In October 2006, Wendy Erlandson’s life took an unexpected turn when she received a breast cancer diagnosis even though she only had a single aunt in her family previously diagnosed.
“I truly believe that it is not genetic,” Erlandson said. “My good friend Julie had found a lump and was going through all the medical treatment when I realized that I had not been good at keeping up with my self-exams, so I did one and I found a lump. I kept checking and checking but a few weeks later I decided that it wasn’t going anywhere so I knew it was time to seek medical advice.”
Erlandson followed through with the regular course of treatment for diagnostic purposes, mammogram and biopsy, and it was then confirmed that she indeed had a low stage breast cancer, which she says she was fortunate to have caught early. She credits Julie for the early detection. Erlandson had a lumpectomy to remove the medullary carcinoma, which is a brain tissue that forms in the breast. She underwent chemotherapy locally and travelled to Fargo every day for six weeks for radiation therapy, as the cancer center was not available at that time.
“Honestly, because I’m a strong woman of faith, I thought there is never a clear cut path to life and when you get a diagnosis like that you say, ‘OK, let’s just go to work and take care of this,’” Erlandson shared of her initial reaction to her diagnosis. “People always ask if I ever thought, ‘Why me?’ but no, I never did. It was, ‘OK it’s me now, I have to deal with this.’”
The hardest part of dealing with breast cancer and treatment, were external to the disease itself, though certainly impacted by it.
“I had just started being the administrator (at New Dimensions) and I just wanted to show up and say that I can still do this. That was the hardest thing,” Erlandson recalled. “ The scare that you put your family through is also hard. I still had a kid at home and it was hard to put him through that. You don’t like to worry your kids.”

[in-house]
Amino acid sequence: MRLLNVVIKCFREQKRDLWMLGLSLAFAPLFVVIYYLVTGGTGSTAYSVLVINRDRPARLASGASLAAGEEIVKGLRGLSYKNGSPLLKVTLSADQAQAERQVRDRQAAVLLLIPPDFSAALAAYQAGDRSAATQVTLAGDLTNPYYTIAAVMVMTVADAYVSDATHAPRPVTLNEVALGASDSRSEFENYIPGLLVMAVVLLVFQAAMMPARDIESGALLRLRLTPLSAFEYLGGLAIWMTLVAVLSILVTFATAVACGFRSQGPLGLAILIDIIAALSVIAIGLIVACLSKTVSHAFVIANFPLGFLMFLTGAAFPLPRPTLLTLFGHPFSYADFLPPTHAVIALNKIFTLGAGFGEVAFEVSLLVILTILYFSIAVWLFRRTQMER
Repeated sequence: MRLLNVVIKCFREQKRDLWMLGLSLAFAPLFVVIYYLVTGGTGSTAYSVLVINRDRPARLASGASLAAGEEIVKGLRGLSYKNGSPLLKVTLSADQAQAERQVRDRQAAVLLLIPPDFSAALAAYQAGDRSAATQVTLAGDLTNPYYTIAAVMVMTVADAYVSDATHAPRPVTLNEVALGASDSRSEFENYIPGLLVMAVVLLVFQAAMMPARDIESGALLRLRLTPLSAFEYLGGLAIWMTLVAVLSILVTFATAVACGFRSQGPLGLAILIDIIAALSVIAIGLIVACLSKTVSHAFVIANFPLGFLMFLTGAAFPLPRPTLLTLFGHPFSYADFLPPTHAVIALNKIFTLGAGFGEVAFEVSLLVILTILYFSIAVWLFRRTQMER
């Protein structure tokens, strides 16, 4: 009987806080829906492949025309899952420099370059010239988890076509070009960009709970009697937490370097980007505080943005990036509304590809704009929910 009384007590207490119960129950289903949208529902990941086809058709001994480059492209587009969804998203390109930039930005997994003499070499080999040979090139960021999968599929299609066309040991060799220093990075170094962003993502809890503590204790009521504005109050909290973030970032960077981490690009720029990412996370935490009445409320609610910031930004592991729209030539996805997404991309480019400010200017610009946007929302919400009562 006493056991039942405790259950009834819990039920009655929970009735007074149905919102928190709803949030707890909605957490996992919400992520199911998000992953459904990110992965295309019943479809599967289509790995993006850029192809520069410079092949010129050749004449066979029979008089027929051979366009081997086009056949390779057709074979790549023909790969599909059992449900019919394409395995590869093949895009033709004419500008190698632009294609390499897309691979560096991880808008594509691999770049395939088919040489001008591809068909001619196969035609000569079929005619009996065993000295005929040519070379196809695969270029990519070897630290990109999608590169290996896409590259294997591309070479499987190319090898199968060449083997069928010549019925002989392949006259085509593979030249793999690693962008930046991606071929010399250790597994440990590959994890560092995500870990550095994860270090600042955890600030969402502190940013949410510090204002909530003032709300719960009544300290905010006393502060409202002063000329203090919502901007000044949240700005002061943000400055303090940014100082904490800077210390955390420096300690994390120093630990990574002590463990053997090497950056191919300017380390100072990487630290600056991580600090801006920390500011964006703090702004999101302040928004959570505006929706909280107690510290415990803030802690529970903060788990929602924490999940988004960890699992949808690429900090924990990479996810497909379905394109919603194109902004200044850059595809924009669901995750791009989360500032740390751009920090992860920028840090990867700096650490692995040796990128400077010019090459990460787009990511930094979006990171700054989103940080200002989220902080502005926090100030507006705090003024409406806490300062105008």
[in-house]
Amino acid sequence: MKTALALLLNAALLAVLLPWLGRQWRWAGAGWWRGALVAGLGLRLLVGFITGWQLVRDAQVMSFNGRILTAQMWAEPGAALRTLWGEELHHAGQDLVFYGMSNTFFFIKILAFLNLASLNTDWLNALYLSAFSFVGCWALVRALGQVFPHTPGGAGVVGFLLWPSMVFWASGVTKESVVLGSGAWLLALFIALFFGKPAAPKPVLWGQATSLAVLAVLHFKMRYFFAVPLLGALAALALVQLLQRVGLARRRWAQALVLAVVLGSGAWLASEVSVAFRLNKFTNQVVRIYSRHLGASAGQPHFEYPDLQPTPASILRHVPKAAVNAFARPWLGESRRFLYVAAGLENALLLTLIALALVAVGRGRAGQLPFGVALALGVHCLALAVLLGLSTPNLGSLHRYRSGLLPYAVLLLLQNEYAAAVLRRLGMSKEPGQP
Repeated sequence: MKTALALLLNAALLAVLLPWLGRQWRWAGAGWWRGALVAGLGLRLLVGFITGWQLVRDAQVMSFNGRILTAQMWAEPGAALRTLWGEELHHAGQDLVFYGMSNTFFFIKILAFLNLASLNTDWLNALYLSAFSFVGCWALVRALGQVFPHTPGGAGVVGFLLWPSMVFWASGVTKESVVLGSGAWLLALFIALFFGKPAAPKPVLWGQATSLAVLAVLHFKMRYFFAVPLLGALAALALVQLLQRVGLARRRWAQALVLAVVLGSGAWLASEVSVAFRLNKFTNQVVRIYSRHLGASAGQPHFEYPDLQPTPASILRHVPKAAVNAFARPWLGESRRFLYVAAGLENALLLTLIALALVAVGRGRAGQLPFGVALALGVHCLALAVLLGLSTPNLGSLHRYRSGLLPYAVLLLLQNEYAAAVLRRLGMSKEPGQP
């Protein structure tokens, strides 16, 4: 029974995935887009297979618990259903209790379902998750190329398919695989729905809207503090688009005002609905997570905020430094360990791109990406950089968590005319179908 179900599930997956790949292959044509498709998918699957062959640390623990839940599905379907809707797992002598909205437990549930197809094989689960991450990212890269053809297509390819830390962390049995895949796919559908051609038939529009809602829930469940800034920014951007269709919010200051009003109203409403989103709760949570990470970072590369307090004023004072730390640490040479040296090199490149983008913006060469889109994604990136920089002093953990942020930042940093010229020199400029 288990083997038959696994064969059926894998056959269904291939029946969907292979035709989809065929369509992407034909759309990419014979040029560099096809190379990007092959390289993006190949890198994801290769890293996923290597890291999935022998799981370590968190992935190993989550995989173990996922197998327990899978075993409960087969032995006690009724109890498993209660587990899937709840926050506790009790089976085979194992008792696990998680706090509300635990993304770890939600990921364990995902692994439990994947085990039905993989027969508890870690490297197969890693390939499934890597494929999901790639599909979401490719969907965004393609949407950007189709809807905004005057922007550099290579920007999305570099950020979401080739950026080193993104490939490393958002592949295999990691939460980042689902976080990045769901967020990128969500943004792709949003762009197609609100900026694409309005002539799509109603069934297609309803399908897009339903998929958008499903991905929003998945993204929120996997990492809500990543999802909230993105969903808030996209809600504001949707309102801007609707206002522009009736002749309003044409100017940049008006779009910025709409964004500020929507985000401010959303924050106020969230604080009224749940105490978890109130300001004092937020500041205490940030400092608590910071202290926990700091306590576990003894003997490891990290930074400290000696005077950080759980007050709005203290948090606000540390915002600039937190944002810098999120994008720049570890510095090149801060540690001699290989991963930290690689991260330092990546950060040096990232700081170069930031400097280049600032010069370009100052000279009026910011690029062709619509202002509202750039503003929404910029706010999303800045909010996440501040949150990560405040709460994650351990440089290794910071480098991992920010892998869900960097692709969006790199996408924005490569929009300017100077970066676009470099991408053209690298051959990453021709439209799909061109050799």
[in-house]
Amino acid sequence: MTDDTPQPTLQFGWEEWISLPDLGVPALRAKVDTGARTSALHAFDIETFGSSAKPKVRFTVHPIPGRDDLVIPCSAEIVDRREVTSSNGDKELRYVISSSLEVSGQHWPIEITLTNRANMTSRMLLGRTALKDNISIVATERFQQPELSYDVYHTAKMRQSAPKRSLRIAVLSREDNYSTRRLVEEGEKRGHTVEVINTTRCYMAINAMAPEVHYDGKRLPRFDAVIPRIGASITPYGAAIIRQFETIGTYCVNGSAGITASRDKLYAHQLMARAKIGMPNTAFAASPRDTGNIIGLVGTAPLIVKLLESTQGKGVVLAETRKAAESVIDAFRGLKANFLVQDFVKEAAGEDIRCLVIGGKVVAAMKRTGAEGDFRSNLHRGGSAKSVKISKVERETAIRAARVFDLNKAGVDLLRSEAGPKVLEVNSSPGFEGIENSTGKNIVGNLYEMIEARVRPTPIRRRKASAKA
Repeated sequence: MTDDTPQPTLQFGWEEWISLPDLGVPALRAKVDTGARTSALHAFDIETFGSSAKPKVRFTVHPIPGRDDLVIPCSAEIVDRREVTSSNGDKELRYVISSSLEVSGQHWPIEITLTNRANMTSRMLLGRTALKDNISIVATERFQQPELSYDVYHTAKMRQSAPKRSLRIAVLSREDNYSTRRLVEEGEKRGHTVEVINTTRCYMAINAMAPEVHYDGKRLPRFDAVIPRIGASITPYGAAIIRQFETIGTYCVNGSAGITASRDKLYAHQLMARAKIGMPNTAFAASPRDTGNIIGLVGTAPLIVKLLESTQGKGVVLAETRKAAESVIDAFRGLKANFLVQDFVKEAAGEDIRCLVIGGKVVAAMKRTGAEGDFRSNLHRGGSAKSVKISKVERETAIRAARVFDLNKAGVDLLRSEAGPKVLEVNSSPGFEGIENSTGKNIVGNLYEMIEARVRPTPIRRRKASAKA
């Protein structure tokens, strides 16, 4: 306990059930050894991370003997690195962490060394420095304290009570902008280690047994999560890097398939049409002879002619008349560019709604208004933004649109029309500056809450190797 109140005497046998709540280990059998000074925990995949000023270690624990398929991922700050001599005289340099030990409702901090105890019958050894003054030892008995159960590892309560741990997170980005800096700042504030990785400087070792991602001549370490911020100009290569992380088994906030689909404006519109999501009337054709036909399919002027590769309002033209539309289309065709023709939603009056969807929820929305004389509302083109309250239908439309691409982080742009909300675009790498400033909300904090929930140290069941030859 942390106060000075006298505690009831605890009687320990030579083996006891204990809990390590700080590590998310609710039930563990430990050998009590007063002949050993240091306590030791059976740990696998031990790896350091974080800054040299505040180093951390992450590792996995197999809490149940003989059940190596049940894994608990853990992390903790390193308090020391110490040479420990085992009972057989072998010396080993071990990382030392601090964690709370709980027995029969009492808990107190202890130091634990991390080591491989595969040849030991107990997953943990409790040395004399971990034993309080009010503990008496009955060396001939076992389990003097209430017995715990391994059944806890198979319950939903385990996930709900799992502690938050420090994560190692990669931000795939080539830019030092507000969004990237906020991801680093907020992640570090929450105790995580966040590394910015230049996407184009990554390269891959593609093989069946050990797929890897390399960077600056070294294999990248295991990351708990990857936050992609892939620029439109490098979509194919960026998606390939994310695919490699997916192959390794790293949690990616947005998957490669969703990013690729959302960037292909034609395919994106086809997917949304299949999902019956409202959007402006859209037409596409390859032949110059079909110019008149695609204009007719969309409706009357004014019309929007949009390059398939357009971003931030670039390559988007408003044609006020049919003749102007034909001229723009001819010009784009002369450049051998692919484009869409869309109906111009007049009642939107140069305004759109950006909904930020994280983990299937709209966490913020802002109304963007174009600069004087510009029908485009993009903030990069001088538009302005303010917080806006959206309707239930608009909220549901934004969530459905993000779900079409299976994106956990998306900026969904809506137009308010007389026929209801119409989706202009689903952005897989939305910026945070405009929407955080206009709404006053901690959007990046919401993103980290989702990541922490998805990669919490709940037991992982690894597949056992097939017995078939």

A unique aspect of Erlandson’s story is that she walked the path alongside her mother, who was diagnosed with lung cancer within days of her own diagnosis.
“It was special in a weird sort of way. We had to lean on each other in a very fatigued, sick way,” Erlandson said, stating that they relied a lot on family and friends during their individual courses of treatment, which they were fortunate enough to endure together whenever possible.
Erlandson (and her mother) has been cancer-free, though the fear of recurrence was a common thought in the years following her remission.
“For the first five years you (worry about recurrence). You go in for that mammogram and breast exam and you think, ‘Oh, they found something, here we go again and it could be worse this time.’” Erlandson had a few scares, but every concern was addressed and resulted in noncancerous results.
“What doesn’t kill you makes you stronger. It boosts your faith even more. You know that God is in control of this and your faith gets stronger,” Erlandson reflected on the positive takeaways from her experience with breast cancer. “The blessings and support of other people are really incredible, in the way they love on you.”
The best advice Erlandson has encompasses not only breast cancer, but any scary diagnosis. “You really have to advocate for yourself and have someone as a support person. When you’re under stress your mind gets discombobulated and you only hear half of what’s said. Make sure that you have the right information and don’t think you’re going to have every effect, side effect and long-term effect of the treatment,” she stated, adding that the information highway is extremely accessible today, but that it is not always correct and it is much to easy to worry yourself sick over misinformation or information that is not pertinent to their individual circumstances.
One in 8 women and 1 in 883 men will develop breast cancer over the course of their lifetime. Breast cancer is the second leading cause of cancer-related deaths in American women, following lung cancer. It is also the leading type of cancer diagnosed in women following skin cancers. The best prevention is early detection.
“Do your breast exams,” Erlandson stressed.
For more information on self-exams and to get questions and concerns addressed, make an appointment with a health care provider or visit a reputable website, such as www.breastcancer.org.